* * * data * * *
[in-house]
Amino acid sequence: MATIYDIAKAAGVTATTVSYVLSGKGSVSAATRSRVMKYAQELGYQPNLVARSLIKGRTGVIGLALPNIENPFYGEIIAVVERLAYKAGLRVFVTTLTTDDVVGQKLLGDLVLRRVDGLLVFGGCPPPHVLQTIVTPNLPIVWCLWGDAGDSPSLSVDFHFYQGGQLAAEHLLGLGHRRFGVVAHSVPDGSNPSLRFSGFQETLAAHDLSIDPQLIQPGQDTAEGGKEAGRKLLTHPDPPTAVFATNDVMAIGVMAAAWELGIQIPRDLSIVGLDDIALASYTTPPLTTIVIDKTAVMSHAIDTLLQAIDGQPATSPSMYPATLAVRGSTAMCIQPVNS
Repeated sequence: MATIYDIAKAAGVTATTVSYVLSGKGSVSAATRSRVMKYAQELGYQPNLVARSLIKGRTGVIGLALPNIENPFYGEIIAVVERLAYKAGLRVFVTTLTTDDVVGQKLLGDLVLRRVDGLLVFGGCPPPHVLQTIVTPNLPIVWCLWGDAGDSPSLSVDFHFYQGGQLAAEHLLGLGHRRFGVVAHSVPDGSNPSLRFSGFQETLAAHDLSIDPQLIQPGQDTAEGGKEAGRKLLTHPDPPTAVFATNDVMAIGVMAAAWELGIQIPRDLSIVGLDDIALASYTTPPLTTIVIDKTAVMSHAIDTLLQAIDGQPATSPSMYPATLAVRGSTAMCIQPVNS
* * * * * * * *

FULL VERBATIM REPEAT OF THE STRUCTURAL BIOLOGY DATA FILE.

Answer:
[in-house]
Amino acid sequence: MATIYDIAKAAGVTATTVSYVLSGKGSVSAATRSRVMKYAQELGYQPNLVARSLIKGRTGVIGLALPNIENPFYGEIIAVVERLAYKAGLRVFVTTLTTDDVVGQKLLGDLVLRRVDGLLVFGGCPPPHVLQTIVTPNLPIVWCLWGDAGDSPSLSVDFHFYQGGQLAAEHLLGLGHRRFGVVAHSVPDGSNPSLRFSGFQETLAAHDLSIDPQLIQPGQDTAEGGKEAGRKLLTHPDPPTAVFATNDVMAIGVMAAAWELGIQIPRDLSIVGLDDIALASYTTPPLTTIVIDKTAVMSHAIDTLLQAIDGQPATSPSMYPATLAVRGSTAMCIQPVNS
Repeated sequence: MATIYDIAKAAGVTATTVSYVLSGKGSVSAATRSRVMKYAQELGYQPNLVARSLIKGRTGVIGLALPNIENPFYGEIIAVVERLAYKAGLRVFVTTLTTDDVVGQKLLGDLVLRRVDGLLVFGGCPPPHVLQTIVTPNLPIVWCLWGDAGDSPSLSVDFHFYQGGQLAAEHLLGLGHRRFGVVAHSVPDGSNPSLRFSGFQETLAAHDLSIDPQLIQPGQDTAEGGKEAGRKLLTHPDPPTAVFATNDVMAIGVMAAAWELGIQIPRDLSIVGLDDIALASYTTPPLTTIVIDKTAVMSHAIDTLLQAIDGQPATSPSMYPATLAVRGSTAMCIQPVNS